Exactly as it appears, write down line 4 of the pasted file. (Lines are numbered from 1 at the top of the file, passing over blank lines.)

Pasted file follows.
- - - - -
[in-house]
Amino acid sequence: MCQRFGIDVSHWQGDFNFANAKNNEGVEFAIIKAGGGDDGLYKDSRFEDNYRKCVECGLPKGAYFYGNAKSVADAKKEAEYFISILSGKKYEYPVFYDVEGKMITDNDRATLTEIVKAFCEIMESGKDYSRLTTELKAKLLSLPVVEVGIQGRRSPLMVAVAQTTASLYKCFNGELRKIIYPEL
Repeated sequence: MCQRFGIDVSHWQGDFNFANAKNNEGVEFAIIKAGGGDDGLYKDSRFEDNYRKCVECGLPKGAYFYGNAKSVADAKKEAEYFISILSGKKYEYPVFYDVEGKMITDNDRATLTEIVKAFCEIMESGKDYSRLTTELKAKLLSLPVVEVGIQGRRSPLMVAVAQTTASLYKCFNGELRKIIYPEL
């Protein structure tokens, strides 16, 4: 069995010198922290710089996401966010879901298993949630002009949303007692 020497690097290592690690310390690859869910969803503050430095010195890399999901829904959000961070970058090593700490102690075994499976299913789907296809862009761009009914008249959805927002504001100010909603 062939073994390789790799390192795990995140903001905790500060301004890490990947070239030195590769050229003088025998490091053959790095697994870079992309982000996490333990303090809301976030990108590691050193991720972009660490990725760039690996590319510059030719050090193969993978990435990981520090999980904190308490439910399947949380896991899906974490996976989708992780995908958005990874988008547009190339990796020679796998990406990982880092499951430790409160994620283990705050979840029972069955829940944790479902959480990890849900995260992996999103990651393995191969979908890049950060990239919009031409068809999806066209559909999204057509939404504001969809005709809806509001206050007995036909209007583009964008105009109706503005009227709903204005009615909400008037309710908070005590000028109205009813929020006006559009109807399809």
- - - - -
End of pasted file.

């Protein structure tokens, strides 16, 4: 069995010198922290710089996401966010879901298993949630002009949303007692 020497690097290592690690310390690859869910969803503050430095010195890399999901829904959000961070970058090593700490102690075994499976299913789907296809862009761009009914008249959805927002504001100010909603 062939073994390789790799390192795990995140903001905790500060301004890490990947070239030195590769050229003088025998490091053959790095697994870079992309982000996490333990303090809301976030990108590691050193991720972009660490990725760039690996590319510059030719050090193969993978990435990981520090999980904190308490439910399947949380896991899906974490996976989708992780995908958005990874988008547009190339990796020679796998990406990982880092499951430790409160994620283990705050979840029972069955829940944790479902959480990890849900995260992996999103990651393995191969979908890049950060990239919009031409068809999806066209559909999204057509939404504001969809005709809806509001206050007995036909209007583009964008105009109706503005009227709903204005009615909400008037309710908070005590000028109205009813929020006006559009109807399809």